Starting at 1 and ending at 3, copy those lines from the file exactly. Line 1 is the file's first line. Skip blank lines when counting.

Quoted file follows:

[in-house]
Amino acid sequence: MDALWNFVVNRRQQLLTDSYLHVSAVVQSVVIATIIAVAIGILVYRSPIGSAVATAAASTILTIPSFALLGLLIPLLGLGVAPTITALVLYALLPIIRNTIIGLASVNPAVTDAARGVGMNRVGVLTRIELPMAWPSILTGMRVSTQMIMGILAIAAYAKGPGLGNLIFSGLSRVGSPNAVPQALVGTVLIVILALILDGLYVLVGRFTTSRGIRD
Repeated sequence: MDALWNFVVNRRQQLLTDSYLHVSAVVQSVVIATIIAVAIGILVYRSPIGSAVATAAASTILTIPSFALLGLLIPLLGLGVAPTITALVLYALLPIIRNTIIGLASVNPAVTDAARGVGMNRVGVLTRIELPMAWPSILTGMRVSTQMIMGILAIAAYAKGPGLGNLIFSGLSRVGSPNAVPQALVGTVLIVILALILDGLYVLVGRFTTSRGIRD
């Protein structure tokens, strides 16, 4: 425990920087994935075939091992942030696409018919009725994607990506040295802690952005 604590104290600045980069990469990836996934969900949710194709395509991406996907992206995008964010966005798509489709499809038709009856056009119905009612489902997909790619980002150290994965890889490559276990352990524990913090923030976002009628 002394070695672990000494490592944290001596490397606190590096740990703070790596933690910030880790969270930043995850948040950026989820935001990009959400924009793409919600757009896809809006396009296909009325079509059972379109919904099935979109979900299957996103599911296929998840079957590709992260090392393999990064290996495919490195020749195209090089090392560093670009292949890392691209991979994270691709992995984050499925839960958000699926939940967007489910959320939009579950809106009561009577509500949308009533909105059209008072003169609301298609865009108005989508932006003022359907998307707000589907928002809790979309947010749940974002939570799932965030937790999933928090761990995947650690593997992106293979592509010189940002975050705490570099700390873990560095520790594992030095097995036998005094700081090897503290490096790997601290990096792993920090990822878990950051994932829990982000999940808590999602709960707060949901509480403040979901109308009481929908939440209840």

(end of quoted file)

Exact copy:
[in-house]
Amino acid sequence: MDALWNFVVNRRQQLLTDSYLHVSAVVQSVVIATIIAVAIGILVYRSPIGSAVATAAASTILTIPSFALLGLLIPLLGLGVAPTITALVLYALLPIIRNTIIGLASVNPAVTDAARGVGMNRVGVLTRIELPMAWPSILTGMRVSTQMIMGILAIAAYAKGPGLGNLIFSGLSRVGSPNAVPQALVGTVLIVILALILDGLYVLVGRFTTSRGIRD
Repeated sequence: MDALWNFVVNRRQQLLTDSYLHVSAVVQSVVIATIIAVAIGILVYRSPIGSAVATAAASTILTIPSFALLGLLIPLLGLGVAPTITALVLYALLPIIRNTIIGLASVNPAVTDAARGVGMNRVGVLTRIELPMAWPSILTGMRVSTQMIMGILAIAAYAKGPGLGNLIFSGLSRVGSPNAVPQALVGTVLIVILALILDGLYVLVGRFTTSRGIRD